Gary Thorne

Gary Thorne (born June 9, 1948) is the lead play-by-play announcer for MASN. He has also worked for ESPN and ABC, including National Hockey League, Major League Baseball, college football, and the Frozen Four hockey tournament. He also works for World Wrestling Entertainment (WWE), where he is the narrator for the WrestleMania Rewind program on its WWE Network streaming video service.

Gary Thorne
Gary Thorne 2015
Thorne in 2015
BornJune 9, 1948 (age 71)
OccupationSportscaster

Biography

Background

After graduating from the University of Maine in 1970, University of Maine School of Law in 1973, and Georgetown Law School in 1976[1] (while paying tuition as a sportscaster/disc jockey), Thorne became Penobscot County assistant district attorney and joined the bar of the U.S. Supreme Court. Thorne eventually found courtrooms dull compared to broadcasting.

Thorne's son-in-law, Damian DiGiulian, is a former assistant coach for the University of Vermont hockey team; Maine (Thorne's alma mater) and Vermont are rivals in the Hockey East conference of Division I hockey. DiGiulian is now a color commentator for ESPNU's college hockey broadcasts.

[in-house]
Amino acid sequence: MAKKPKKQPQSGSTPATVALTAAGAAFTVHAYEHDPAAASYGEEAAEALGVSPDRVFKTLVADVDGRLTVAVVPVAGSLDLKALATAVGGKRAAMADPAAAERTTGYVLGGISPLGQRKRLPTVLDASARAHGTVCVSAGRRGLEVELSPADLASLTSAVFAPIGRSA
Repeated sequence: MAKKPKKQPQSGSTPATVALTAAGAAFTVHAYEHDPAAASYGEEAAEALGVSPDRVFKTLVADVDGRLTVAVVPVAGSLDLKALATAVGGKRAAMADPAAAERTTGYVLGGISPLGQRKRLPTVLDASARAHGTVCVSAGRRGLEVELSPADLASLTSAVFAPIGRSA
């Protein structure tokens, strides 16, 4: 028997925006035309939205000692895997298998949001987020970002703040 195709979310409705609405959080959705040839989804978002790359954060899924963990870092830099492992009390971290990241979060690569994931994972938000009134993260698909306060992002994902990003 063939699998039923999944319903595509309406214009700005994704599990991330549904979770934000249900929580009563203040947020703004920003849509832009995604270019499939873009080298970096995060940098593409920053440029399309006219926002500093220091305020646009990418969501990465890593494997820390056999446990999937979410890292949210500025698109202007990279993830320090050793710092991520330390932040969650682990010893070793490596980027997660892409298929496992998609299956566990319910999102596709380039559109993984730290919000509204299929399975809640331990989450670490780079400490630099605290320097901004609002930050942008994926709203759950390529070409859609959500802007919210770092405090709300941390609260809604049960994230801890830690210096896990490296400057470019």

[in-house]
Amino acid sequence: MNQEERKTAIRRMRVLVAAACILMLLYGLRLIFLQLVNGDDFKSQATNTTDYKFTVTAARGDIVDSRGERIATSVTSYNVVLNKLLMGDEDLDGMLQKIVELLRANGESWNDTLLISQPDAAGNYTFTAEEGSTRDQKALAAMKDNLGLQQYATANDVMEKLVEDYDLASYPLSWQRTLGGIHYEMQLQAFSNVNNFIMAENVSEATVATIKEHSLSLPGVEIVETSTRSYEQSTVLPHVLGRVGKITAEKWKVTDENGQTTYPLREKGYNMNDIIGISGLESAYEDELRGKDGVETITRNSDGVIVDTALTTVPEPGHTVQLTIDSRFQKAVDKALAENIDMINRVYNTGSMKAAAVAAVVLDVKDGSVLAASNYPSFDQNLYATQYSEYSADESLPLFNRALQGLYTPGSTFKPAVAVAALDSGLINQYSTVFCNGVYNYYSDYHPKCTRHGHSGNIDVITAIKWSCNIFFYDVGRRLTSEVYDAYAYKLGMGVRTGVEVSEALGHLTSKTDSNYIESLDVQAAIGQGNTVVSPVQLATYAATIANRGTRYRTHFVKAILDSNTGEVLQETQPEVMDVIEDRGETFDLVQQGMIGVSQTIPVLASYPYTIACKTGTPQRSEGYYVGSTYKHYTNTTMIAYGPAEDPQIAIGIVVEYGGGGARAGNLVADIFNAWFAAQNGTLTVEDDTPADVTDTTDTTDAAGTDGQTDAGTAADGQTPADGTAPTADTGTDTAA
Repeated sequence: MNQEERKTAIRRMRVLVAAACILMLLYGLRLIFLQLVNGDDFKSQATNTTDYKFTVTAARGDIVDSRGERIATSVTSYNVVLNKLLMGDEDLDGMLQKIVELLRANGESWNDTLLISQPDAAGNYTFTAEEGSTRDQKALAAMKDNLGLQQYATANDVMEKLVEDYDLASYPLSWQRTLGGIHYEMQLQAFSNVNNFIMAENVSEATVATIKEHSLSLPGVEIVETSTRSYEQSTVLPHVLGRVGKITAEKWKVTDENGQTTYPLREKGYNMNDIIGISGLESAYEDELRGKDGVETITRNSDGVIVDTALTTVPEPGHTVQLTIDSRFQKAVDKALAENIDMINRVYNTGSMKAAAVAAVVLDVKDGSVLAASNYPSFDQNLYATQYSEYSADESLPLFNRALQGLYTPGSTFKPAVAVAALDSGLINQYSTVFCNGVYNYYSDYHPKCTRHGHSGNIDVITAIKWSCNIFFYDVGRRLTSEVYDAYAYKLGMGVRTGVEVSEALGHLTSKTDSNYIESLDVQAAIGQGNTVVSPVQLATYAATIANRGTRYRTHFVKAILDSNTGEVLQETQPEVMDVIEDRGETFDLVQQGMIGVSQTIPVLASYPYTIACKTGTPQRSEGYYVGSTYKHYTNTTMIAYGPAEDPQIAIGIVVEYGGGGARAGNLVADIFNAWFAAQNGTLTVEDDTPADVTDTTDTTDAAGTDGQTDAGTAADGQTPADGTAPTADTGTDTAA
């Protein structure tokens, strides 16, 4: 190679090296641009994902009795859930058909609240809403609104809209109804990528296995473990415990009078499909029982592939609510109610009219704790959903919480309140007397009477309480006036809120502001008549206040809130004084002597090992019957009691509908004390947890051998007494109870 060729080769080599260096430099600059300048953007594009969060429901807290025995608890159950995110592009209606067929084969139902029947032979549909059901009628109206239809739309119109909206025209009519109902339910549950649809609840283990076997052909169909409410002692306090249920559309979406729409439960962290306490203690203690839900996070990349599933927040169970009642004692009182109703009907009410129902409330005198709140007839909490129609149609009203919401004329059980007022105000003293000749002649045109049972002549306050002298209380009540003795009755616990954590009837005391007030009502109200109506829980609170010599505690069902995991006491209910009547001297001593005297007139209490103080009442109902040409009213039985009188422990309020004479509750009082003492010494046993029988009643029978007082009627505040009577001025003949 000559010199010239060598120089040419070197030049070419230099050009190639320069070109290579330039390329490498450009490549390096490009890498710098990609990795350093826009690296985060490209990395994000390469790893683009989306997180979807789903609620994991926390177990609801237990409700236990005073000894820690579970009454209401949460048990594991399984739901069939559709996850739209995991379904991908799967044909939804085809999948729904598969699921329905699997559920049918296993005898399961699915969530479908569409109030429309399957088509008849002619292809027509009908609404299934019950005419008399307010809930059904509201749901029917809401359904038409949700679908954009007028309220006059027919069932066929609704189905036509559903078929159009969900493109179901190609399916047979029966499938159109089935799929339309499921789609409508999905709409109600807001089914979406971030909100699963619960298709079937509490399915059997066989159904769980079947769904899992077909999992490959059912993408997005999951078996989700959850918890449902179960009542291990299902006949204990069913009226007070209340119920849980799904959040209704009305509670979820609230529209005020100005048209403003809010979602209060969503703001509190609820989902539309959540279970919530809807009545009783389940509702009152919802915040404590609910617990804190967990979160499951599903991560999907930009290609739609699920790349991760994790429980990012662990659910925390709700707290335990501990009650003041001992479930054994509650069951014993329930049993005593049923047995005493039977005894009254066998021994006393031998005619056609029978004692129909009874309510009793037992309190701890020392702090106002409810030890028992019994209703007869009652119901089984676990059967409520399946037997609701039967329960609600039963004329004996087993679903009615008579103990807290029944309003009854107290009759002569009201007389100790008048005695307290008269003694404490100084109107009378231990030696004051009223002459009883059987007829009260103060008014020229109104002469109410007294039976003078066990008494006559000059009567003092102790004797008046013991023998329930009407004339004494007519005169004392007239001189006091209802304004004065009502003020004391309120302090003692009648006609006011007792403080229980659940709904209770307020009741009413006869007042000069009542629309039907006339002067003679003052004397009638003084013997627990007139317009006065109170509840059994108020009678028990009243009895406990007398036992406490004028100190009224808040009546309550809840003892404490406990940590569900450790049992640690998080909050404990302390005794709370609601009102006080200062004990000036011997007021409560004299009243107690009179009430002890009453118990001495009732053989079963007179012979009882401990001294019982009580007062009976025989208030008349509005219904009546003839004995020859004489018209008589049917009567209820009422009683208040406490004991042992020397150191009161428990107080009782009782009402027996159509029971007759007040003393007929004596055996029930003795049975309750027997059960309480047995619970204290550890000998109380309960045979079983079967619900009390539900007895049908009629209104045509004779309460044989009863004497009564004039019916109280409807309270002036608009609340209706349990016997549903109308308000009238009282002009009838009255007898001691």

Broadcasting career

Baseball

In 1985, Thorne began a four-year stint as a radio announcer for the New York Mets. Thorne was present in the booth at Shea Stadium, along with Bob Murphy, for the now-famous sixth game of the 1986 World Series between the Mets and Boston Red Sox. Thorne was one of the first to criticize the Red Sox for leaving ill-fated Red Sox first baseman Bill Buckner in the 10th inning of the game over Dave Stapleton.

He has been the play-by-play TV announcer for the Mid-Atlantic Sports Network's Baltimore Orioles games since 2007. He is known for his signature calls of "Goodbye! Home run!" and "Mercy!" He prefers to use "two-RBI home run" and "three-RBI home run" rather than the more standard "two-run home run" and "three-run homer" phrases, despite the fact that the Orioles are famous for Earl Weaver's praise of "pitching, defense and three-run homers" as a recipe for success. Thorne closes his Orioles broadcasts with "Adieu" if the Orioles lose or "Adieu-Adieu" if they win.[2]